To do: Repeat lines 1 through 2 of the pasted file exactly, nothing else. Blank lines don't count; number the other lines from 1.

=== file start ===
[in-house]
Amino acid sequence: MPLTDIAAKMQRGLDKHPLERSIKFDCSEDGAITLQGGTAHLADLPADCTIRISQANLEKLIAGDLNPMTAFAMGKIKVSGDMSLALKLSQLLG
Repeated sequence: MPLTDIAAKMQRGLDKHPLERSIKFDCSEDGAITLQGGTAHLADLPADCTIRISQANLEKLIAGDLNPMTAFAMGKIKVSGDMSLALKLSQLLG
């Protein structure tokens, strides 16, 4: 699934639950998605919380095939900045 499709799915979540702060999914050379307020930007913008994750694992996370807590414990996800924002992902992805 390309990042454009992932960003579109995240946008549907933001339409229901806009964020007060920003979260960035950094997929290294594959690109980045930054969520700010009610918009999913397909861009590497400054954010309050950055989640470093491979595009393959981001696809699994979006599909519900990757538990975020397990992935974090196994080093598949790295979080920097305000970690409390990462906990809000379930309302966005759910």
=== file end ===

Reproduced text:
[in-house]
Amino acid sequence: MPLTDIAAKMQRGLDKHPLERSIKFDCSEDGAITLQGGTAHLADLPADCTIRISQANLEKLIAGDLNPMTAFAMGKIKVSGDMSLALKLSQLLG